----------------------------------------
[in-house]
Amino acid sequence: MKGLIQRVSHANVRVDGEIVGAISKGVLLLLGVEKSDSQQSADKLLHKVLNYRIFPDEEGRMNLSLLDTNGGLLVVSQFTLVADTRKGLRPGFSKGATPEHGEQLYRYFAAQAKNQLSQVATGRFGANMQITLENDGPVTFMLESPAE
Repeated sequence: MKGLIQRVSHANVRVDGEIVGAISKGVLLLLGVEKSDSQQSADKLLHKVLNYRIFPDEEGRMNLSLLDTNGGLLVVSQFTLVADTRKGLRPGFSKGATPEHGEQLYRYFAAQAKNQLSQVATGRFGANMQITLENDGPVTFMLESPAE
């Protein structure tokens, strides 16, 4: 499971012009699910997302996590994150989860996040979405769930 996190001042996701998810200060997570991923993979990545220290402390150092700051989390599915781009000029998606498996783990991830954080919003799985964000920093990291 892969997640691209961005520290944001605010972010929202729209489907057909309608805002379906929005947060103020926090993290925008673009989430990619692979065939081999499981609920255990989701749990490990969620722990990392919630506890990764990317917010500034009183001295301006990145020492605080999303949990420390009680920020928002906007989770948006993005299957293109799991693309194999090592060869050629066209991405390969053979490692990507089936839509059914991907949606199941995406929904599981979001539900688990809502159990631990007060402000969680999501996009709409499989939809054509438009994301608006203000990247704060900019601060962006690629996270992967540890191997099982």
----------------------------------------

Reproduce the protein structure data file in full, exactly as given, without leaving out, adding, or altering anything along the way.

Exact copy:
[in-house]
Amino acid sequence: MKGLIQRVSHANVRVDGEIVGAISKGVLLLLGVEKSDSQQSADKLLHKVLNYRIFPDEEGRMNLSLLDTNGGLLVVSQFTLVADTRKGLRPGFSKGATPEHGEQLYRYFAAQAKNQLSQVATGRFGANMQITLENDGPVTFMLESPAE
Repeated sequence: MKGLIQRVSHANVRVDGEIVGAISKGVLLLLGVEKSDSQQSADKLLHKVLNYRIFPDEEGRMNLSLLDTNGGLLVVSQFTLVADTRKGLRPGFSKGATPEHGEQLYRYFAAQAKNQLSQVATGRFGANMQITLENDGPVTFMLESPAE
């Protein structure tokens, strides 16, 4: 499971012009699910997302996590994150989860996040979405769930 996190001042996701998810200060997570991923993979990545220290402390150092700051989390599915781009000029998606498996783990991830954080919003799985964000920093990291 892969997640691209961005520290944001605010972010929202729209489907057909309608805002379906929005947060103020926090993290925008673009989430990619692979065939081999499981609920255990989701749990490990969620722990990392919630506890990764990317917010500034009183001295301006990145020492605080999303949990420390009680920020928002906007989770948006993005299957293109799991693309194999090592060869050629066209991405390969053979490692990507089936839509059914991907949606199941995406929904599981979001539900688990809502159990631990007060402000969680999501996009709409499989939809054509438009994301608006203000990247704060900019601060962006690629996270992967540890191997099982």